The current, bleak economic status in the United States affects each and every one of us in one way or another. Unemployment is up, so is the cost of healthcare, gas and food. We’re still reeling from the housing crisis while a growing number of vital free services like public libraries and elementary schools are evaporating, and the list goes on, and on, and on…
Through it all, an interesting, and unfortunate relationship between money, anxiety and depression appears to be intensifying as we bear witness to the deterioration of quality of living standards in America. A great deal of research has been done to examine the many ways in which economic concerns manifest themselves in our lives. It’s worth noting that mental depression is often described as feeling sad, miserable, lacking enthusiasm or energy for short periods of time. At some point or another, many of us have experienced events in our lives that have brought on such despair. A more severe, and often chronic form of the disorder is clinical depression, in which the feelings of sadness, anguish and hopelessness endure for months – or longer.
On a parallel note, an economic depression is defined as a sustained, long-term downturn in economic activity in one or more economies. Now, although there’s been no official declaration that a poor personal financial outlook can trigger depression, it’s clear that the ‘broke effect’ can put one on the fast track to deep depression, and for some individuals, even suicide.
Money, cash, mula – whatever you choose to call it – and depression (anxiety too) intertwine in a myriad of ways. On one hand, depression can bring on money problems if one’s sense of despair interrupts their livelihood, or impedes their financial judgment in some form or fashion. On the other, job loss, reduction of pay or sudden, large debt could create feelings of acute anxiety and depression for just about anyone.
The NY Times sounded off on this depressing trickle down affect of our rickety economy:
“Some people may find themselves being more irritable, anxious, lethargic or sad. Some may be unable to sleep, may eat too much or too little, or may experience physical symptoms of stress, like high blood pressure or headaches. Others may turn to behaviors like gambling, alcohol or drug use. Often, one symptom can lead to another — anxiety can lead to sleeplessness, which can cause greater stress and so on.”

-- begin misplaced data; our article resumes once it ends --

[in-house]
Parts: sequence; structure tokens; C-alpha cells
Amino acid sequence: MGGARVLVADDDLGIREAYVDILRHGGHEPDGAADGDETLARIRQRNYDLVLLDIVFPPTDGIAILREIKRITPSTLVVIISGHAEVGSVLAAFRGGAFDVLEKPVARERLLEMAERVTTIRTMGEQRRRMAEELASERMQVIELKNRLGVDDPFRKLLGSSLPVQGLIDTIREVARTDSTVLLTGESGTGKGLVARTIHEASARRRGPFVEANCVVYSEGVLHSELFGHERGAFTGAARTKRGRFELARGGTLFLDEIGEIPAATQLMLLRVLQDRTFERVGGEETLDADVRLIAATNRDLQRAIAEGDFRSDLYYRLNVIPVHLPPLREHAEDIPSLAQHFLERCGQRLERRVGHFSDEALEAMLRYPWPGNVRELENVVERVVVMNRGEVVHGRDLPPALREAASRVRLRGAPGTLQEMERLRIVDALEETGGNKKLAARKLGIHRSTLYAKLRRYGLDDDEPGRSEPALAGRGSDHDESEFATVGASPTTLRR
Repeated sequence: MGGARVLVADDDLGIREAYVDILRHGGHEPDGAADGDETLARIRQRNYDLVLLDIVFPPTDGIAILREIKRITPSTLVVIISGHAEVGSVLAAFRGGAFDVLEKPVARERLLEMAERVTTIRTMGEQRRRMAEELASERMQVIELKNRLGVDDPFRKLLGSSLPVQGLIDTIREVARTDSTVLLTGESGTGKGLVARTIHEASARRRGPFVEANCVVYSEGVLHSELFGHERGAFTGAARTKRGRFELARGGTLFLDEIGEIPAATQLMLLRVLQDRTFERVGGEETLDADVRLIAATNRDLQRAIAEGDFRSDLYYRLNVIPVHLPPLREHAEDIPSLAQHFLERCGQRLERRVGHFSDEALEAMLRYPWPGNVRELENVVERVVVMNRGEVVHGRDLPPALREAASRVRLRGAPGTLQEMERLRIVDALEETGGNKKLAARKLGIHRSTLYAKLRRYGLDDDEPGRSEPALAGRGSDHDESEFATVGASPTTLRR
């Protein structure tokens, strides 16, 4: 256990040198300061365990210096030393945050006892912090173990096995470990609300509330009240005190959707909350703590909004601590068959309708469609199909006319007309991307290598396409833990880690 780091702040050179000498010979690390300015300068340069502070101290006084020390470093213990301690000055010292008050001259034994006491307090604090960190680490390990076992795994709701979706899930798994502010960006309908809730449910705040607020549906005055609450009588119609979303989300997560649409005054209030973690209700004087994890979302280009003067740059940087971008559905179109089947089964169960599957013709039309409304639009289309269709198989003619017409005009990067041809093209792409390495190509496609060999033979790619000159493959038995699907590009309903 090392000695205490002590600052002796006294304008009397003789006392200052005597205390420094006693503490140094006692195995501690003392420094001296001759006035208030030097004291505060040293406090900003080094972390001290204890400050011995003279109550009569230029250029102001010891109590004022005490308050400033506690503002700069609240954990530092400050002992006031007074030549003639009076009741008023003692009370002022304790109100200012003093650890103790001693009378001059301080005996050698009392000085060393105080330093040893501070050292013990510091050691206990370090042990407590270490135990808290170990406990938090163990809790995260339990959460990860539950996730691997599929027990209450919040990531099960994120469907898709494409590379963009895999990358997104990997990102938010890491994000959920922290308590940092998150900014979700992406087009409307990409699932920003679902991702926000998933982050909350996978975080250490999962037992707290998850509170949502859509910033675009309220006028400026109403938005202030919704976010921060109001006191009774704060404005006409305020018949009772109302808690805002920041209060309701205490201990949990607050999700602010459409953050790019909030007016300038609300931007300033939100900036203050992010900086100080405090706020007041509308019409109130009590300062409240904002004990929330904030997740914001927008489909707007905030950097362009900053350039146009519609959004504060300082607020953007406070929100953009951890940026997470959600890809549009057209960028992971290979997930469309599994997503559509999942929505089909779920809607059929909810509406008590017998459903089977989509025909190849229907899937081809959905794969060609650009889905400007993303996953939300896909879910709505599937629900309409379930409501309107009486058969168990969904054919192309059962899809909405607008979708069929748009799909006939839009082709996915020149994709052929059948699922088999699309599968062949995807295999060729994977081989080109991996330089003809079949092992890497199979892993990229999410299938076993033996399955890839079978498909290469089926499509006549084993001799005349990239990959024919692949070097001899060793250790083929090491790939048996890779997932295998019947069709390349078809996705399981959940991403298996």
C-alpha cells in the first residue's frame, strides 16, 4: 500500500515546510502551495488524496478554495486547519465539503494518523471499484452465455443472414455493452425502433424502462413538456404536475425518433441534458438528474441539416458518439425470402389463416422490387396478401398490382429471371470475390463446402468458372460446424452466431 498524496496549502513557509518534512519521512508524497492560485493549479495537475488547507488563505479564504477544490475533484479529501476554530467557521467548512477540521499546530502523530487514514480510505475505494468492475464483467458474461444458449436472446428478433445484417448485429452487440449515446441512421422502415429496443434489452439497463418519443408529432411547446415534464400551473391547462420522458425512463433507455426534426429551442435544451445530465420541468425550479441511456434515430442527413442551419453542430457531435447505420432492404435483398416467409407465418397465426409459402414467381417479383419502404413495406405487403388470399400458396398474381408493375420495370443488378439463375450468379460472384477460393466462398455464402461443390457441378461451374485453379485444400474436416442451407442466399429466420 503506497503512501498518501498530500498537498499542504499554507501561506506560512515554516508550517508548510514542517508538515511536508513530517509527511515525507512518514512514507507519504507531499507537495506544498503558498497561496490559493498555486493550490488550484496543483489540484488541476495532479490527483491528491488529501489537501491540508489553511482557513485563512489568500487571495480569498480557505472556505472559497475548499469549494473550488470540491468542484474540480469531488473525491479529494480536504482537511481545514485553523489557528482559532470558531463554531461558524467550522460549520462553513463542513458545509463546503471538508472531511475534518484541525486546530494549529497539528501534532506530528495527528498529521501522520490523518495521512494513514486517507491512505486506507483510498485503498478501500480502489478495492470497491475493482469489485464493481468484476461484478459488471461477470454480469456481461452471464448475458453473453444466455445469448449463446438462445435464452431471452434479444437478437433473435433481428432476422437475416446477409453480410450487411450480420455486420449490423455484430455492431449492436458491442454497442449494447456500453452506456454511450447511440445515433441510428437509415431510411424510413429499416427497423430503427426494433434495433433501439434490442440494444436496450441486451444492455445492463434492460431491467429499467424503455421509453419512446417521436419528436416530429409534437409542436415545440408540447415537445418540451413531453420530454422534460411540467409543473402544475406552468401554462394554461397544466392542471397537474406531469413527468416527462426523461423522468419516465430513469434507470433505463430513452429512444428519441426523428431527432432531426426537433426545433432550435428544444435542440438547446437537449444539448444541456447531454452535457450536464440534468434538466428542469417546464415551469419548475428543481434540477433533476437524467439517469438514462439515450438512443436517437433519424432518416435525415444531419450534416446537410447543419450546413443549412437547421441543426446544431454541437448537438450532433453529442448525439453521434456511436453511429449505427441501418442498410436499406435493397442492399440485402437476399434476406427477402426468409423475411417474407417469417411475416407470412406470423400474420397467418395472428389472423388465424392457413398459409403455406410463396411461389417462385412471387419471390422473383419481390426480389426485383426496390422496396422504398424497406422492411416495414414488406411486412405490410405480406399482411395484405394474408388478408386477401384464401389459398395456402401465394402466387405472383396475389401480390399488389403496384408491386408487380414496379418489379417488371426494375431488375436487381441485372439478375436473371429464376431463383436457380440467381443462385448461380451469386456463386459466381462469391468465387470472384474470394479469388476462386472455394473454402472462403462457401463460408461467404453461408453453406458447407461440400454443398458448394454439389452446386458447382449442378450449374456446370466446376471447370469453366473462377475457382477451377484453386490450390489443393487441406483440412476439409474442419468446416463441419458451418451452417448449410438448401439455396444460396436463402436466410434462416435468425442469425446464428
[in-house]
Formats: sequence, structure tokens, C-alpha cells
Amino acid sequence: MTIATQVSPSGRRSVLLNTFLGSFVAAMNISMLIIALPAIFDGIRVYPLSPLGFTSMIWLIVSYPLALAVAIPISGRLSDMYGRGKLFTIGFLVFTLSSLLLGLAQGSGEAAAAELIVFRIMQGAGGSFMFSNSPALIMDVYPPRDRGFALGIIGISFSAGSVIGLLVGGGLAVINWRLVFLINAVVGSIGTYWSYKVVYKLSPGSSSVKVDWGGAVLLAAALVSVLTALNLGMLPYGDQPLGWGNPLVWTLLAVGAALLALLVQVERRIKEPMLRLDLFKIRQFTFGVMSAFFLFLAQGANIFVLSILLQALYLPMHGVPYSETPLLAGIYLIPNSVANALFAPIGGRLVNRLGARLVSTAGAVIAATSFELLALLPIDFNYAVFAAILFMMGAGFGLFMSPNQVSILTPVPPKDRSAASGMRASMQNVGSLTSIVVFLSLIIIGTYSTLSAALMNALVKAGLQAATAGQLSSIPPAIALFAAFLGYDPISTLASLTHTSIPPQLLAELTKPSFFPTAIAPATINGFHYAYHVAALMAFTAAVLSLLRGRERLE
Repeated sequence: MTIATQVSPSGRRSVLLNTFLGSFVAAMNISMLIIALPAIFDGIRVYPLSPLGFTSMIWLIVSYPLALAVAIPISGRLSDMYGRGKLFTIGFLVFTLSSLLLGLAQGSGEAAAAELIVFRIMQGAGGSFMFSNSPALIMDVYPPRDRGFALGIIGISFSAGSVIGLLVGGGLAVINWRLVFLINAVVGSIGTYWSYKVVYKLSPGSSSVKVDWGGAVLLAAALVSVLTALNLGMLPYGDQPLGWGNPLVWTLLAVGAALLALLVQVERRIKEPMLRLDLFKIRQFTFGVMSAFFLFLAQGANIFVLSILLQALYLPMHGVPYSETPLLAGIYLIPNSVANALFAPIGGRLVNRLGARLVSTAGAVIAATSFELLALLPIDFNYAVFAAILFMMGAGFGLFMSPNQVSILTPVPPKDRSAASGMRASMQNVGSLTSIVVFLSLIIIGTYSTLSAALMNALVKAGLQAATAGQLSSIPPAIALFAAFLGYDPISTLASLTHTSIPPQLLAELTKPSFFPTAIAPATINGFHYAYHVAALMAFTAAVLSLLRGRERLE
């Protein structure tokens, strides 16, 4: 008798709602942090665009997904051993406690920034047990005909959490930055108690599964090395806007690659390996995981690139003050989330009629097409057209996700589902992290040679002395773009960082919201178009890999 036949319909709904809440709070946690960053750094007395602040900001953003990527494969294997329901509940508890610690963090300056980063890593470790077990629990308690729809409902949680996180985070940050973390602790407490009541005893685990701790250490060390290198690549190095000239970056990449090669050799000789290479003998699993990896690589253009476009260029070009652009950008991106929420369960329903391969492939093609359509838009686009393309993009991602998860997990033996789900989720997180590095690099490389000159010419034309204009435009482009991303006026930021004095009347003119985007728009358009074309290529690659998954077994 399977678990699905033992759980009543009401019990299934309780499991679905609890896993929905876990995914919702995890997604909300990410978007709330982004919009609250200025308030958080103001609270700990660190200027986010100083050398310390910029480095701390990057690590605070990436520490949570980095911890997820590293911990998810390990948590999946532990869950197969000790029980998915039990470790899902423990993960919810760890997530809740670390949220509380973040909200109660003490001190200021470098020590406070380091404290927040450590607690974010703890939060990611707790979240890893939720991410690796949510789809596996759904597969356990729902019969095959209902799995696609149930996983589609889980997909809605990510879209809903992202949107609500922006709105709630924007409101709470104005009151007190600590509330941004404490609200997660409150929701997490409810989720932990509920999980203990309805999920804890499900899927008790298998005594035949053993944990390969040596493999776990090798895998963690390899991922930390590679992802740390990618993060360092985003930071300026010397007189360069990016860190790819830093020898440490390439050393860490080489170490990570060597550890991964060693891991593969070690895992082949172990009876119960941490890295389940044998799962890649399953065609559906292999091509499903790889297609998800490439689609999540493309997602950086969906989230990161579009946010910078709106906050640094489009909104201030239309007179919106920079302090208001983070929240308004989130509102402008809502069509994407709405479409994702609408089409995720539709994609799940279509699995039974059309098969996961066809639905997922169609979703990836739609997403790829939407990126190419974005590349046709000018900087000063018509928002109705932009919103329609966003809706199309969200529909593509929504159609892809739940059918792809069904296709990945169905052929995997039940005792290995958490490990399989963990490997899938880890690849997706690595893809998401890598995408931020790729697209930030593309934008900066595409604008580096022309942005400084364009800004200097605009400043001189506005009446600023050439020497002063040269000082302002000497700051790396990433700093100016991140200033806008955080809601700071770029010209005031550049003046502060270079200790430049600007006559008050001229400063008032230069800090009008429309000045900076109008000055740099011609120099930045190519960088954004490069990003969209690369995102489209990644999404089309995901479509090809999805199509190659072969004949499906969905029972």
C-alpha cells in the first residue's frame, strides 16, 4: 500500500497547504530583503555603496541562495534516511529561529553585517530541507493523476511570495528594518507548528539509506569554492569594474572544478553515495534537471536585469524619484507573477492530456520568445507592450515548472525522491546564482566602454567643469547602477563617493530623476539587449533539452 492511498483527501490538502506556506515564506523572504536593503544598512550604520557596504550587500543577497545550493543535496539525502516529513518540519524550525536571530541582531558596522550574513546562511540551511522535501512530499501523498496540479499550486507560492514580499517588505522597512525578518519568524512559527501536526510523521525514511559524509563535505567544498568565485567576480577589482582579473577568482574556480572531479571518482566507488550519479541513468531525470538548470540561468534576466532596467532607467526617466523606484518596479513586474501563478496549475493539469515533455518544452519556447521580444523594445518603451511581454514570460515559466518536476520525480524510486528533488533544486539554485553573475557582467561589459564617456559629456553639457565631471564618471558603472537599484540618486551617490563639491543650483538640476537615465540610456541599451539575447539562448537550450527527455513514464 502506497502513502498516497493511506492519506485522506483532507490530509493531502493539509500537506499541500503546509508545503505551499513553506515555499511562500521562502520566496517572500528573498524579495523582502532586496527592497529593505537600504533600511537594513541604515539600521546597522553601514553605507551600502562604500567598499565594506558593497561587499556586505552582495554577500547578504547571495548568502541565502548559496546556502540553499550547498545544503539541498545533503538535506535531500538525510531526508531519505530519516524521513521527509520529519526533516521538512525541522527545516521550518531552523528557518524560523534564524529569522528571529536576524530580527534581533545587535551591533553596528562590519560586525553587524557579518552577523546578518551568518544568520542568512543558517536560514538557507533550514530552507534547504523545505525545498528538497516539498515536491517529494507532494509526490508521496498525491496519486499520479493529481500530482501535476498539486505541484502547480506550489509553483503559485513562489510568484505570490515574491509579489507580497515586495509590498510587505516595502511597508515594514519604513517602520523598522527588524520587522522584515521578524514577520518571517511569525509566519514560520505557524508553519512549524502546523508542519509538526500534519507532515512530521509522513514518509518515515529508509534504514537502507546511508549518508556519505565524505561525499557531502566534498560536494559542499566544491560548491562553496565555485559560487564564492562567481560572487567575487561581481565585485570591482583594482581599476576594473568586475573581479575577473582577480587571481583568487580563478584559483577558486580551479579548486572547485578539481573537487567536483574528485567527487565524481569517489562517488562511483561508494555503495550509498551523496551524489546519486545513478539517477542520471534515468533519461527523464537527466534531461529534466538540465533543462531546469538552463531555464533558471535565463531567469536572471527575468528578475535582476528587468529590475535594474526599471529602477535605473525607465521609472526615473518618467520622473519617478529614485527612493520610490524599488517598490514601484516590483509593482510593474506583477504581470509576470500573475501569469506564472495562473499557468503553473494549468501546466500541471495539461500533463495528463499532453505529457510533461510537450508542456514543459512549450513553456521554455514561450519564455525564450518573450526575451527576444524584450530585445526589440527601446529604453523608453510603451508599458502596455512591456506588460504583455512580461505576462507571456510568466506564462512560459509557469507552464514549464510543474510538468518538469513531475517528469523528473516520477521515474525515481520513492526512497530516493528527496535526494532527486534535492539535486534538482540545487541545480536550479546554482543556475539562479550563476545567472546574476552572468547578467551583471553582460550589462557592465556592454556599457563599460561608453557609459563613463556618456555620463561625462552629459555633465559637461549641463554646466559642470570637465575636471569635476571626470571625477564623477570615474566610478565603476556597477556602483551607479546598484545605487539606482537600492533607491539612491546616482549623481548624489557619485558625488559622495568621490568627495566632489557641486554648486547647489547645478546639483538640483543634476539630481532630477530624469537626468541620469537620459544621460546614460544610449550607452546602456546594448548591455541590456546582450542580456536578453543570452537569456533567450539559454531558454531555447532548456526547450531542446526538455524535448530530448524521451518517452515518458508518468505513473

And let us not forget self-care. Without proper funds, financing activities meant to enhance our overall well-being can be rather difficult. Some us need our gym memberships, cash for occasional excursions, wholesome goods from our favorite (inflated) natural food markets or even therapy sessions, not to mention the cash flow needed to purchase medicine and other products to sustain or physical health. Whether you’re a recent grad or workforce veteran, chances are you’ve had to sacrifice at least one of life’s simple pleasures at some point in your adult life. So let’s get straight to it; dig some of the most common causes of the “broke a$$ blues”:
~Massive Debt – Be it from large student loans (“good debt”) or maxed out credit cards (“bad debt”), no one should be slave to their debts.
~Health Care Costs – Either insured or uninsured, it can be expensive.
~Housing Costs – inflated mortgage as well as rent in some areas.
~Poor or non-existent budgeting skills
Sometimes the constant stress of “being broke” or strapped for cash feels absolutely soul-deflating but as this site that addresses social & anxiety disorders explains, “Remember this — it is perfectly normal to feel anxious in times like these. Anxiety is your body’s way of dealing with stress — your body is making sure you stay alert and are diligent in protecting your finances and job. Also understand that you are not alone. According to the American Psychological Association, three out of four adults are stressed about the economy and their personal finances.”
It is normal to feel anxious in times such as these, but that’s no reason to succumb to the negativity. Here are a few suggestions that may help to curb money related stress:
~Meditation or other mindful stress relieving practices such as deep breathing, yoga or journaling.
~Exercise is another practice that helps the body and mind release tension.
~Seek Therapy or join a support group.
~Seek financial advice through your bank or credit union. Mint.com is also an excellent resource designed to keep your finances in a healthy state.
~Live Sustainably (within your means – not someone else’s) and avoid accruing unnecessary debt.
Additional related reads to help you cope with financial stress:
Clutchettes, what are your thoughts on keeping your mind and money on the up & up when the the low-fund blues come calling?